By doing what I’ve mentioned above, you will begin to get traffic – both naturally (via type-in and links) and via organic search. The companies who make the products or sell services to people like you will hopefully begin to notice your website, and you should start looking to find the contacts who manage marketing or advertising. Use company directories, search engines, or attend tradeshows to find these people, and let them know who you are and what your site is. One way to do this is to request an interview with people within the company – not only to provide interesting content, but to make them more aware of your existence. When they know your domain name, website, and traffic, they should want to advertise – or recommend their affiliate program, which can be even more lucrative.

I know all of this sounds time consuming – it is. However, you will end up with a website about a topic you enjoy, and not only will you have increased the value of your domain name, but you should also have a good opportunity to sign on direct advertisers, which is lucrative, since you are able to cut out the middle man. There really is no easy magic way to make a lot of money online – except by the people who sell the books about making a lot of money online 🙂 You will need to put the time in, but it will pay off.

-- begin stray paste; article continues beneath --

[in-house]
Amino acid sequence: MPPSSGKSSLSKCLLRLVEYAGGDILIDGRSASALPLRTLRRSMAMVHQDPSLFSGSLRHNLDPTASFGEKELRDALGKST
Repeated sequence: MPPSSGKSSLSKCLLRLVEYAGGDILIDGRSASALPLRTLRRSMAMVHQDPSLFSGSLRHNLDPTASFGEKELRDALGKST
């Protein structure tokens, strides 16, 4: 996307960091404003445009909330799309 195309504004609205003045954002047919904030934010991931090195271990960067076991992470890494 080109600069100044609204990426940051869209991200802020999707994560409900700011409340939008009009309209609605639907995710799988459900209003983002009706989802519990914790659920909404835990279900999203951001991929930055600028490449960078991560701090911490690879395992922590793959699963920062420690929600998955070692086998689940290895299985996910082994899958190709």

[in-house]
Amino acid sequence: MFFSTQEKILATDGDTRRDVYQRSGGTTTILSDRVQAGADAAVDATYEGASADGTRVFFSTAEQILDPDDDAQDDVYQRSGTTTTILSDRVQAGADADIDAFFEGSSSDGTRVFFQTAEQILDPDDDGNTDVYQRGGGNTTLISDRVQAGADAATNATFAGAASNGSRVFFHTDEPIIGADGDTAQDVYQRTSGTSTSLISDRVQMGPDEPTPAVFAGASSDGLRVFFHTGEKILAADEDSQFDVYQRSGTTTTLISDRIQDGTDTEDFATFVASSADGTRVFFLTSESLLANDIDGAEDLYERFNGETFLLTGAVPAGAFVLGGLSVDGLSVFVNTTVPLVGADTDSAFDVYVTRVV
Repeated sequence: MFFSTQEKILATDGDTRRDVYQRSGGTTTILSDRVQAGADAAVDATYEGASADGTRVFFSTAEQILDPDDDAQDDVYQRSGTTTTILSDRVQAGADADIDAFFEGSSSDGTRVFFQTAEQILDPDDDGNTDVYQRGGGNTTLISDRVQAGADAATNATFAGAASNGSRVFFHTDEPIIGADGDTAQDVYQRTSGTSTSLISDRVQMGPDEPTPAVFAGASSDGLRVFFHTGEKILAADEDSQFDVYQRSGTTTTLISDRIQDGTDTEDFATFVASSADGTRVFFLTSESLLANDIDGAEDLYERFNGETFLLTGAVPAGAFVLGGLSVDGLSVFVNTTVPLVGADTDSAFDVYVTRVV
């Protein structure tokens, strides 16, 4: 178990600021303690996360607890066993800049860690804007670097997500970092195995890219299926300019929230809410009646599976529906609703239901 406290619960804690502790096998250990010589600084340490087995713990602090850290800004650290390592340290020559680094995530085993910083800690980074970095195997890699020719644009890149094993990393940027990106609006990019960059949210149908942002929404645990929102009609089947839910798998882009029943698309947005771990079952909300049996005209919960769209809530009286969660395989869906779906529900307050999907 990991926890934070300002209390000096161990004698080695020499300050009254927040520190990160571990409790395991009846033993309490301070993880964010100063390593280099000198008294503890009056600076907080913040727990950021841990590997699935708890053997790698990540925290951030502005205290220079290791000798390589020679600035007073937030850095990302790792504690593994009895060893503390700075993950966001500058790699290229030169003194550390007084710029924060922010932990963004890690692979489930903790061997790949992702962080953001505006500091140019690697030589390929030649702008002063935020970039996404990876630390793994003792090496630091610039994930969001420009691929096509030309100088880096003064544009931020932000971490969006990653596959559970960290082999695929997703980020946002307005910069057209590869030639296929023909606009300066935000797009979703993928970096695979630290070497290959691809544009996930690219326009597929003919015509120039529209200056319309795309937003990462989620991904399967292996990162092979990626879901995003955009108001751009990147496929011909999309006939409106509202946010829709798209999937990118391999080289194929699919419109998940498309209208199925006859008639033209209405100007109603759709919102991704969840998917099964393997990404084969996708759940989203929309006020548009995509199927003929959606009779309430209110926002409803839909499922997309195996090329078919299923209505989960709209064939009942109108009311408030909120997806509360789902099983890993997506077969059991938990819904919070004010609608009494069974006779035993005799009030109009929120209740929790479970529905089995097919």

SusanBoyle.com Now For Sale

Ordinarily I wouldn’t write about the sale of a “famous” person’s domain name, but this is a different story. Andrew wrote about Susan Boyle, the Texas artist who initially registered SusanBoyle.com several years ago as a place to exhibit her artwork. Recently, another Susan Boyle became famous after her inspiring appearance on Britain’s Got Talent, and it looks like both Boyles are going to make money from it.

According to an article in UK’s Guardian,   the American artist Susan Boyle “consulted a company called Sedo that sells domain names and, following their advice, has now put her web address up for sale for a cool $25,000. She hasn’t sold it. Yet.”

It will be interesting to see if someone buys the name, and assuming that happens, if the buyer will be able to create a non-infringing website on the domain name, as the name “Susan Boyle” has become famous. In my opinion, the production company would be wise to buy this valuable domain name, although they don’t own BritainsGotTalent.com although they do own BritainsGotTalent.co.uk. If you’re wondering, SusanBoyle.co.uk is a fan site monetized with Adsense, and currently ranked 513,478 in Alexa.

This will be interesting to watch.

Fly.com Sold for $1,760,000

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According to a news release this morning, Travelzoo purchased Fly.com in an all cash, $1,760,000 deal brokered by Sedo. Travelzoo plans to launch a site on Fly.com in February.

Submitting Domain for Auction but Selling Elsewhere